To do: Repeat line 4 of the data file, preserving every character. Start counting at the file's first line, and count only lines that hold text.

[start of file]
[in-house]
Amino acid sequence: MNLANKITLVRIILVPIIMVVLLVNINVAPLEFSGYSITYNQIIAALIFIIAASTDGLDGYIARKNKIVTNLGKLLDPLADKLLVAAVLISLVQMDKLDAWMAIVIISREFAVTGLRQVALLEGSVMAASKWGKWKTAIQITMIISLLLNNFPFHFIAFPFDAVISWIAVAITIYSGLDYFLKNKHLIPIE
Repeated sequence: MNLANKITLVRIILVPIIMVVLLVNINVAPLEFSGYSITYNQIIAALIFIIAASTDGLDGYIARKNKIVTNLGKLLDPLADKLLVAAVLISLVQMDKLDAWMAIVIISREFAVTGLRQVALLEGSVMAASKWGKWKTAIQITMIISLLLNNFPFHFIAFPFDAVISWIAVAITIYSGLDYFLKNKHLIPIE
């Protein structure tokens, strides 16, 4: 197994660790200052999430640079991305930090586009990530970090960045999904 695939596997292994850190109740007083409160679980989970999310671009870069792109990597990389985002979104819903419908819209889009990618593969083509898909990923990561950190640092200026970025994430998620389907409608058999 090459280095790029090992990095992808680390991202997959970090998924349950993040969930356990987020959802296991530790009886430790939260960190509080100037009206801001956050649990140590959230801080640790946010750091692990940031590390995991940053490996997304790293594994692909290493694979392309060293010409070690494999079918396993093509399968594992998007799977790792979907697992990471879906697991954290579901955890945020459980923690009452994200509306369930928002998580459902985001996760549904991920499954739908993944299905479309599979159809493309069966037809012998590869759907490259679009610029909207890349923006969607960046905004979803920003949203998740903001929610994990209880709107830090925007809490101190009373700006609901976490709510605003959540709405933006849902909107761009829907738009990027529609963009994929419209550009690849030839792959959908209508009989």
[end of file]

């Protein structure tokens, strides 16, 4: 197994660790200052999430640079991305930090586009990530970090960045999904 695939596997292994850190109740007083409160679980989970999310671009870069792109990597990389985002979104819903419908819209889009990618593969083509898909990923990561950190640092200026970025994430998620389907409608058999 090459280095790029090992990095992808680390991202997959970090998924349950993040969930356990987020959802296991530790009886430790939260960190509080100037009206801001956050649990140590959230801080640790946010750091692990940031590390995991940053490996997304790293594994692909290493694979392309060293010409070690494999079918396993093509399968594992998007799977790792979907697992990471879906697991954290579901955890945020459980923690009452994200509306369930928002998580459902985001996760549904991920499954739908993944299905479309599979159809493309069966037809012998590869759907490259679009610029909207890349923006969607960046905004979803920003949203998740903001929610994990209880709107830090925007809490101190009373700006609901976490709510605003959540709405933006849902909107761009829907738009990027529609963009994929419209550009690849030839792959959908209508009989």